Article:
The A to Z of Sexual History: H- Hysteria and the Monster in your Womb

By CAMERON KING

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Basically, crazy women need more orgasms. Pretty much anytime before 1950, if a woman was being a bit troublesome, she could be frog-marched down to the doctor who would administer an orgasm, then send her home with wet between her legs. Horny, irritable, anxious women were thought to have a disease: hysteria. And the cure? Making her cum.

The symptoms of hysteria ranged from erotic to ludicrous, including fainting, insomnia, fluid retention, vaginal lubrication, "voluptuous sensations" and, natch, "a tendency to cause trouble". Sometimes disorders such as epilepsy, anorexia, postpartum depression and menopause would be misdiagnosed as hysteria, but mostly "hysterics" were just women with a libido and a disapproving patriarch in their lives.

This weird theory about women was taken as read from its first inception around 4th century BC, until the American Psychiatric Association dropped the term in 1952. Ancient Greek writers including Plato had a theory that the uterus was a wild animal desperate for impregnation and if it didn’t get some semen quick it would it would lose its shit, take over the brain and send the chick mad. Hippocrates wrote: "In the middle of the flanks of women lies the womb, a female viscus [organ], closely resembling an animal… in a word, it is altogether erratic. It delights, also, in fragrant smells, and advances towards them; and it has an aversion to fetid smells, and flees from them; and on the whole the womb is like an animal within an animal."

My womb has a sense of smell? Who knew. Anyway, the cure was coaxing the uterus back into its rightful place. Galen, a 2nd century physician, recommended married patients to have more sex with their husbands, and unmarried women, nuns or widows – all who were the most common complainants – to either marry, take part in vigorous horseback riding, energetic rocking on a swing, or massaging her vulva to "induce the hysterical paroxysm", i.e. an orgasm. Masturbation was not allowed (it causes mania and death) so you had to get a doctor to do it for you. In the 1600s, physician Pieter van Foreest wrote about the "suffocation of the mother", as he called hysteria, advising: "Ask a midwife to assist, so that she can massage the genitalia with one finger inside, using oil of lilies, musk root, or something similar."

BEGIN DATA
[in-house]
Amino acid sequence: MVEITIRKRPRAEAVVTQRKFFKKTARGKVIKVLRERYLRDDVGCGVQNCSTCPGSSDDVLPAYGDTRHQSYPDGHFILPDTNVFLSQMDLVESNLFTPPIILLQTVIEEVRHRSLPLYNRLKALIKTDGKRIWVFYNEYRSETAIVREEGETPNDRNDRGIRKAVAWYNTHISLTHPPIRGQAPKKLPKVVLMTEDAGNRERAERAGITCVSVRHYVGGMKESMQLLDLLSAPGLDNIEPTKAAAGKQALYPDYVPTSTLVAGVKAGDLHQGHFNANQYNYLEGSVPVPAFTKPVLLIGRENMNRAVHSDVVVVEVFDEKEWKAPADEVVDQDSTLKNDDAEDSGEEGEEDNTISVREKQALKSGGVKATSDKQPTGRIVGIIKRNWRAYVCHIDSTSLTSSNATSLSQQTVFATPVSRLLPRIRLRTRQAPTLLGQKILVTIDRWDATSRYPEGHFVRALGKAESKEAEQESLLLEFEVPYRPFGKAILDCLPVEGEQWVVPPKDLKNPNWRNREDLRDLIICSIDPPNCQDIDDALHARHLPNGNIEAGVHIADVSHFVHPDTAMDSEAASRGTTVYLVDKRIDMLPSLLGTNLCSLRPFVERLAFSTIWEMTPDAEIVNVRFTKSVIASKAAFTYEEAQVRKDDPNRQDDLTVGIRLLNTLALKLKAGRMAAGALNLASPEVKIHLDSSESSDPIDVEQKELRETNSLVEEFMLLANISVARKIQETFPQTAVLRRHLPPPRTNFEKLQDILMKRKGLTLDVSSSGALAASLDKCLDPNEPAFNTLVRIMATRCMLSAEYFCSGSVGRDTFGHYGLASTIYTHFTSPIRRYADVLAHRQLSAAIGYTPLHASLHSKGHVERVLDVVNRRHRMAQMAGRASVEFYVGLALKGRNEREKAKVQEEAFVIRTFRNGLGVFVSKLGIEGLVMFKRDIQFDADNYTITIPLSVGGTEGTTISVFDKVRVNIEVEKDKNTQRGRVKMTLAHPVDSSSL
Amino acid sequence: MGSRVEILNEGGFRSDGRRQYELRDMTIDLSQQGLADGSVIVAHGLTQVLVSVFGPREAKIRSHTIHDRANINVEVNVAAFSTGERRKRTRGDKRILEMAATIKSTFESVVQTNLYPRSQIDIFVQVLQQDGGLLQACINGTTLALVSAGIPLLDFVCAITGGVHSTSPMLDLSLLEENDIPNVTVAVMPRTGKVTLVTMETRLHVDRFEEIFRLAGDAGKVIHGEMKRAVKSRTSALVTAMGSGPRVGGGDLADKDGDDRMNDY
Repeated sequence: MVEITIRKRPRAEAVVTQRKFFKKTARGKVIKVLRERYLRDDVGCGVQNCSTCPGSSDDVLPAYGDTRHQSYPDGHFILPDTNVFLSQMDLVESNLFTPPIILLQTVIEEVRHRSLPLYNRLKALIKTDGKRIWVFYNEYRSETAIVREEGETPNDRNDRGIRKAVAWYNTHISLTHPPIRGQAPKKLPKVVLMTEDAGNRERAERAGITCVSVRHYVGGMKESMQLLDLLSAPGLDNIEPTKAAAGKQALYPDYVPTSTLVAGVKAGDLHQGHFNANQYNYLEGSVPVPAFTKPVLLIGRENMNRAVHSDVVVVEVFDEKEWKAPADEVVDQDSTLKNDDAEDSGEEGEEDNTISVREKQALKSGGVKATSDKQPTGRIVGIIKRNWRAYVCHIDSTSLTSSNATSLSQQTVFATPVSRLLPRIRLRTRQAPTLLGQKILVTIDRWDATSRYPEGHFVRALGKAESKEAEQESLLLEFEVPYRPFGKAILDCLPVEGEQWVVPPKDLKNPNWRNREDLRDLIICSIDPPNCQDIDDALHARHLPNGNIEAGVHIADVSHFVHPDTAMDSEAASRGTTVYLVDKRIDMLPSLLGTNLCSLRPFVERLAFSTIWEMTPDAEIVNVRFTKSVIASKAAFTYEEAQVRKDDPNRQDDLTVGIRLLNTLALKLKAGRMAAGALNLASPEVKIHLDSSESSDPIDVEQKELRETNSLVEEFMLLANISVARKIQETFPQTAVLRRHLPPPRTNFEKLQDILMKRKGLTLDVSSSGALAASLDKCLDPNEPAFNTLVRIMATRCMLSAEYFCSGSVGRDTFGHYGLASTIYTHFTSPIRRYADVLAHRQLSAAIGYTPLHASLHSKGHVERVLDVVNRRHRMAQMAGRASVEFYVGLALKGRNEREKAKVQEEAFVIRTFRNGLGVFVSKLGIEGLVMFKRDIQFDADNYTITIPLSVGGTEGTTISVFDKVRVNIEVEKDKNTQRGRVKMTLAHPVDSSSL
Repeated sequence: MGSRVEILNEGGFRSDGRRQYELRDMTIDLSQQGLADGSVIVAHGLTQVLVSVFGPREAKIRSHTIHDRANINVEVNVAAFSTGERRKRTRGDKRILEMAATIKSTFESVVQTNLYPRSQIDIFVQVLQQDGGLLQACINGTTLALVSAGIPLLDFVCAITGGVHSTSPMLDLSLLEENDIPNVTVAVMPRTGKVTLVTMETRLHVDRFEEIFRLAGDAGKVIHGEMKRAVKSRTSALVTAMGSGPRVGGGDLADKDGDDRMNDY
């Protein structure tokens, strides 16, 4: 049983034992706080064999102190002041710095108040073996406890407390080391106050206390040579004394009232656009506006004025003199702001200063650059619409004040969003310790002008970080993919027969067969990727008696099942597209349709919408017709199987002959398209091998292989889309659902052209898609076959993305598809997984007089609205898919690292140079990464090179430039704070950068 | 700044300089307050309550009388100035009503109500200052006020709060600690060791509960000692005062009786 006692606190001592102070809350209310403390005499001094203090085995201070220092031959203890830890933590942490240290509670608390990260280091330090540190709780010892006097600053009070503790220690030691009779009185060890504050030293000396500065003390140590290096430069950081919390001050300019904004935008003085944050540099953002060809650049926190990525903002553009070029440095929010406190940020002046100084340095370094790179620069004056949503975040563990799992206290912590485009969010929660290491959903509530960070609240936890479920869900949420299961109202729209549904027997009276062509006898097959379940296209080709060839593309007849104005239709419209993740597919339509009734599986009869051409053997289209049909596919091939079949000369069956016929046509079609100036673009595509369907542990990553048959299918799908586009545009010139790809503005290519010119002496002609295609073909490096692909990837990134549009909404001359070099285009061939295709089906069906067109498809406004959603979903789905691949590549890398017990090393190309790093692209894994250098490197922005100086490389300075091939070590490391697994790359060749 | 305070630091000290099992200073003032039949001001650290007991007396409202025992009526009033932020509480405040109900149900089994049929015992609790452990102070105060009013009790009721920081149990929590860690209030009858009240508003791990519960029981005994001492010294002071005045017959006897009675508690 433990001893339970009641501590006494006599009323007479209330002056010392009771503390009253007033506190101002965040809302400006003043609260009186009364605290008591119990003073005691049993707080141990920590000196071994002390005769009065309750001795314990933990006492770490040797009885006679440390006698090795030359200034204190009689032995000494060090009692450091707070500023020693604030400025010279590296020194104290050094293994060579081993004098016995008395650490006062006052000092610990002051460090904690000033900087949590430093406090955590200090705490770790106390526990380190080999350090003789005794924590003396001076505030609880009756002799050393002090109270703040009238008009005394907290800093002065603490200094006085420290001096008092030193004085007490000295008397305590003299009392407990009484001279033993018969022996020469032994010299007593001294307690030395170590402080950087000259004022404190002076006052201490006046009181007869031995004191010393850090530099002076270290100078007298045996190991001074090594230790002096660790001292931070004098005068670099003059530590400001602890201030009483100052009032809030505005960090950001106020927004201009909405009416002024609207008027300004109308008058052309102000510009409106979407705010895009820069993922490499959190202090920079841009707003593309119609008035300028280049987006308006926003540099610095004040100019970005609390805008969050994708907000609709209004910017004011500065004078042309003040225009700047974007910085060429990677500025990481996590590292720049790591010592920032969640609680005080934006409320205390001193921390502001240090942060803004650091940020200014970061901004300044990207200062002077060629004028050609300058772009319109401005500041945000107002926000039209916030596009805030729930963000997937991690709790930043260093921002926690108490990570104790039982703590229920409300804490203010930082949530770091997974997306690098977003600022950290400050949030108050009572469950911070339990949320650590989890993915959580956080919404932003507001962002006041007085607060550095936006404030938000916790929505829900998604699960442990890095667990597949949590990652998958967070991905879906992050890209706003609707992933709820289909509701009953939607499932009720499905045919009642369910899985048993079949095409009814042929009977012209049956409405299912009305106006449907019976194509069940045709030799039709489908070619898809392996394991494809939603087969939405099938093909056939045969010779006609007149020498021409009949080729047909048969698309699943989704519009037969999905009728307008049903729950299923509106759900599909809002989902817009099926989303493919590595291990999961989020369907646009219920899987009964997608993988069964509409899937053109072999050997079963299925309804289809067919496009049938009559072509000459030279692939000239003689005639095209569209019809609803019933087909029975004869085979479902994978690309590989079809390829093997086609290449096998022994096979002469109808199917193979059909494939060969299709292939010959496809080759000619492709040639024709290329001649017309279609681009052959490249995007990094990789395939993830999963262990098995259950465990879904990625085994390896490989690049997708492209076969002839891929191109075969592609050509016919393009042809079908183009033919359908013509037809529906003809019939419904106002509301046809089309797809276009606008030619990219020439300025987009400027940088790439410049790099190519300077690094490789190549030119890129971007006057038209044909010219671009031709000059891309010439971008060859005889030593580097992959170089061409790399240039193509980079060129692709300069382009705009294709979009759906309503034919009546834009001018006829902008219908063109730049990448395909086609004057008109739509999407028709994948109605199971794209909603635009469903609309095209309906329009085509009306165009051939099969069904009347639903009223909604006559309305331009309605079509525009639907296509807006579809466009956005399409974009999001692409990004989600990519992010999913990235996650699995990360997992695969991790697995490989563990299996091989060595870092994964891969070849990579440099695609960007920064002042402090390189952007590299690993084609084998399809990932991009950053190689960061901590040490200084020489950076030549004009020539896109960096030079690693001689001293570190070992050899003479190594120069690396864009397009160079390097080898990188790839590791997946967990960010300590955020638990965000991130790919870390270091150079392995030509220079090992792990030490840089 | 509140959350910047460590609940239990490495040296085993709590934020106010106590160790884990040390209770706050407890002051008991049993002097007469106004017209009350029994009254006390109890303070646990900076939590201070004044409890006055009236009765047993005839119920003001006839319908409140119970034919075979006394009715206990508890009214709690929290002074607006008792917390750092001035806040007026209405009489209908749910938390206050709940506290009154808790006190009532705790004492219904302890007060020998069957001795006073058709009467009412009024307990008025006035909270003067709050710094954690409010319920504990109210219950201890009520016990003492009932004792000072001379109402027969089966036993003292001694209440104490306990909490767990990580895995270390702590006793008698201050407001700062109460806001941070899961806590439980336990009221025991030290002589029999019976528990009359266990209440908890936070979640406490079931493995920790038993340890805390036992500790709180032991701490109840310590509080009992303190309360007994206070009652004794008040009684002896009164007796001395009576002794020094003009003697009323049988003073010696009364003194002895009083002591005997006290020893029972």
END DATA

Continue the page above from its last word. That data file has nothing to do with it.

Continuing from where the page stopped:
This didn’t count as a sexual act, by the way, it was medicinal; hysteria was caused by a woman’s need for maternity, not for sex.

By the 17th century, hysteria was thought to be the second most common disease after fever. But the sex-obsessed Victorians really embraced it and packed asylums full of hysterical arm-flaying, hair-pulling women. Worse still, some didn’t even get their weekly climax cure. An eminent 1850s obstetrician Issac Baker Brown recommended chopping off their clitoris. Clitoridectomies, performed for epilepsy, nymphomania and excessive masturbation, used scissors, knives or a red hot iron to cauterise the poor girl's lady bits.

That was soon acknowledged as quackery, and physicians were back to "pelvic massage" (fingering), which they apparently didn’t enjoy one bit. The technique was difficult to master and took too long, so they set about looking for time-saving devices. In the early 1800s, in any decent spa, women could be treated with hydrotherapy (basically what tween girls do with showers heads). A steam-driven vibrator arrived in 1869, and in 1873 the first electromechanical vibrator was used at an asylum in France for the treatment of hysteria. Soon women could buy their own portable devices and cure themselves in the privacy of their own home. It appeared as a home appliance nine years before the vacuum and ten years before the electric iron. Ads for vibrators appeared in women’s magazines like Needlework Companion billed as "very useful and satisfactory for home service".

Amazingly, vibrators were not considered sex toys. The invention of the speculum caused more controversy. While obviously some people had figured out how it all works (written pornography of the era describes women orgasming – called "spending" – all over the place), in medical terms female sexuality was a complete mystery. Women were thought to only derive sexual pleasure from an erect penis, with everything else classified as pathological. It wasn’t until the 1920s, when the first vibrator appeared in an erotic movie, that the penny dropped.

Finally, Charcot, Freud’s teacher, and Breuer challenged the definition of hysteria, arguing that it is in fact anxiety manifested in physical symptoms – what is now referred to in psychiatry as conversion disorder.

They did all sorts of horrible things to women to figure this out, such as burn their nasal passages with hot pokers, commit them to asylums and squeeze their ovaries in front of large crowds of expectant men. Thankfully, hysteria has disappeared, its only legacy being a lot of awful fucking dildo boutiques in LA.

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